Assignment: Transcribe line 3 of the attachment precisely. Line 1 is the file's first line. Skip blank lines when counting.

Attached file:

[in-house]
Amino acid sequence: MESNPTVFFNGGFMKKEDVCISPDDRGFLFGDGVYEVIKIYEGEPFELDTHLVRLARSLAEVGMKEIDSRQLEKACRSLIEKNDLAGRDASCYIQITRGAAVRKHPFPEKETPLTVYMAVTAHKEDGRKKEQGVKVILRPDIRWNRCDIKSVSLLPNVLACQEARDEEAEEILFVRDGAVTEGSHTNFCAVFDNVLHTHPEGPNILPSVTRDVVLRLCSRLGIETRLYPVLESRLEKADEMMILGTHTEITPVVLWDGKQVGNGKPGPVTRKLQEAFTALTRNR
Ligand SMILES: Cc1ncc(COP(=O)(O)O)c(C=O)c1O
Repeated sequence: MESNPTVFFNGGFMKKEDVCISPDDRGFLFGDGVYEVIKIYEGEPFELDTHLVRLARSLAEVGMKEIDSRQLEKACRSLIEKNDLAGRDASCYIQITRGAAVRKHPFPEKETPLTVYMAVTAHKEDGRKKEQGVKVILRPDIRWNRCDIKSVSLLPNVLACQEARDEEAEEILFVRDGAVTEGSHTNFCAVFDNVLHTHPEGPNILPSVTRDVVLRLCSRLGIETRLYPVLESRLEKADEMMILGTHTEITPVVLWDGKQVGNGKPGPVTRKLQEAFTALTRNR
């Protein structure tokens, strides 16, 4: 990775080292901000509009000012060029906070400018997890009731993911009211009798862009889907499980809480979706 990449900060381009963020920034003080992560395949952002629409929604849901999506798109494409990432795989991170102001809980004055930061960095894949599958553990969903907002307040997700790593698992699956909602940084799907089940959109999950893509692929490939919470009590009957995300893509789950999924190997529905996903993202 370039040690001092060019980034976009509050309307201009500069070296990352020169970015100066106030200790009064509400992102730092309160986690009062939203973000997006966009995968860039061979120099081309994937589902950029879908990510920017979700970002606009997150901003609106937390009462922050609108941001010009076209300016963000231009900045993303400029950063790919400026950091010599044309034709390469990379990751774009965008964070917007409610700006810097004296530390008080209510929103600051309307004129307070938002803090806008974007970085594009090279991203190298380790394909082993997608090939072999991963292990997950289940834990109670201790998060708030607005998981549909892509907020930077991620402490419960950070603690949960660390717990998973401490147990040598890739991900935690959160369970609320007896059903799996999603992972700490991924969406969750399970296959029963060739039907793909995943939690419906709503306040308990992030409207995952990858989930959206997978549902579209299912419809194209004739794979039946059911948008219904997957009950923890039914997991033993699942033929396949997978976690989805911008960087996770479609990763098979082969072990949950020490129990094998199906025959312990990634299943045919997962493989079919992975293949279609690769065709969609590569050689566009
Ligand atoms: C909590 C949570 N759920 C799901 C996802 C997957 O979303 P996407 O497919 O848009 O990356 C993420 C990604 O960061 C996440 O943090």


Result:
Ligand SMILES: Cc1ncc(COP(=O)(O)O)c(C=O)c1O